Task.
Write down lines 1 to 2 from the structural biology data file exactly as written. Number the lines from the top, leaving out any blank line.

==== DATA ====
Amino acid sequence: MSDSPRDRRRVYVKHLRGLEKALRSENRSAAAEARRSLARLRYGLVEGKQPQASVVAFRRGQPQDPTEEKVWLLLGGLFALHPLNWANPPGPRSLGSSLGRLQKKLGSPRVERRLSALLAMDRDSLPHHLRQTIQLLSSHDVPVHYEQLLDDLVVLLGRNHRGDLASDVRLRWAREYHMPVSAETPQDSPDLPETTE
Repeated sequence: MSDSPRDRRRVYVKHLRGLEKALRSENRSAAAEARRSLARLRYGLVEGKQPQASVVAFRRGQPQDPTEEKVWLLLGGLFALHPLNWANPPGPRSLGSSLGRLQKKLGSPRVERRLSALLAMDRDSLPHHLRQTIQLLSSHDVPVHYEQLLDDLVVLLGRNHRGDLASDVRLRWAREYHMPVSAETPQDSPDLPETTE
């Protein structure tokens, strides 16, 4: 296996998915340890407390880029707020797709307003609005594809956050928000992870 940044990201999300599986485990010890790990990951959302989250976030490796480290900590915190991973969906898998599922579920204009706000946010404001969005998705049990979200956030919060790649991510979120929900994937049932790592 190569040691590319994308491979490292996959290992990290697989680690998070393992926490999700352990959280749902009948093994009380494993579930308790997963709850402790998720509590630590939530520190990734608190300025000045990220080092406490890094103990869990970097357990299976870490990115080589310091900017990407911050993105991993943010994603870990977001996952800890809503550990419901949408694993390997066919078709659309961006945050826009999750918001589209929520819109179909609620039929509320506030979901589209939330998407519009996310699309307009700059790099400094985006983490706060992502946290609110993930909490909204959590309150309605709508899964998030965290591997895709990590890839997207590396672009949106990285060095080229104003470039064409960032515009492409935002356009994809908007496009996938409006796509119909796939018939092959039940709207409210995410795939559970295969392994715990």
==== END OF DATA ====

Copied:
Amino acid sequence: MSDSPRDRRRVYVKHLRGLEKALRSENRSAAAEARRSLARLRYGLVEGKQPQASVVAFRRGQPQDPTEEKVWLLLGGLFALHPLNWANPPGPRSLGSSLGRLQKKLGSPRVERRLSALLAMDRDSLPHHLRQTIQLLSSHDVPVHYEQLLDDLVVLLGRNHRGDLASDVRLRWAREYHMPVSAETPQDSPDLPETTE
Repeated sequence: MSDSPRDRRRVYVKHLRGLEKALRSENRSAAAEARRSLARLRYGLVEGKQPQASVVAFRRGQPQDPTEEKVWLLLGGLFALHPLNWANPPGPRSLGSSLGRLQKKLGSPRVERRLSALLAMDRDSLPHHLRQTIQLLSSHDVPVHYEQLLDDLVVLLGRNHRGDLASDVRLRWAREYHMPVSAETPQDSPDLPETTE